Skip to content Skip to navigation

Article: Adaptive significance of shell torsion in mytilid bivalves

Publication: Palaeontology
Volume: 27
Part: 2
Publication Date: May 1984
Page(s): 307 314
Author(s): Enrico Savazzi
Addition Information

How to Cite

SAVAZZI, E. 1984. Adaptive significance of shell torsion in mytilid bivalves. Palaeontology27, 2, 307–314.

Online Version Hosted By

The Palaeontological Association (Free Access)


A twisted commissure plane is a common feature in several species of the mytilid genus Modiolus. Observations on a semi-infaunal population of M. americanus in Bermuda suggests that the twisted shell morphology maximizes the length of posterior commissure raised above the sediment surface while keeping its profile low, with minimum risk of accidental damage. Thus, the shell morphology in the twisted Mytilidae represents adaptive convergence with the twisted Arcidae and Bakevelliidae. In these two families, however, the torsional direction is genetically fixed, while in the Mytilidae both the direction and the amount of torsion seem to develop as a phenotypic response to the shell orientation relative to the substrate.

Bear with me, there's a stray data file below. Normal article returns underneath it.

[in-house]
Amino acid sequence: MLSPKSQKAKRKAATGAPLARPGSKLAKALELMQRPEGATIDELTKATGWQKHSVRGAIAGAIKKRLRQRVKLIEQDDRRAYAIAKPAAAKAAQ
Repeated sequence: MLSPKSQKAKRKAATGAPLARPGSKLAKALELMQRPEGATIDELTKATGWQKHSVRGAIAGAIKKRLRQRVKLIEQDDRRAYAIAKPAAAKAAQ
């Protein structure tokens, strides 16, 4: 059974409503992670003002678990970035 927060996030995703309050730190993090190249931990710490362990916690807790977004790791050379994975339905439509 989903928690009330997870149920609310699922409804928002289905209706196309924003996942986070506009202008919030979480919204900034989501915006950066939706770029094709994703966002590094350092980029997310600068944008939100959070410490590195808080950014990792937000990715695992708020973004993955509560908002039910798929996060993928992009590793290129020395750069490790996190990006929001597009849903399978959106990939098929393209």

PalAss Go! URL: | Twitter: Share on Twitter | Facebook: Share on Facebook | Google+: Share on Google+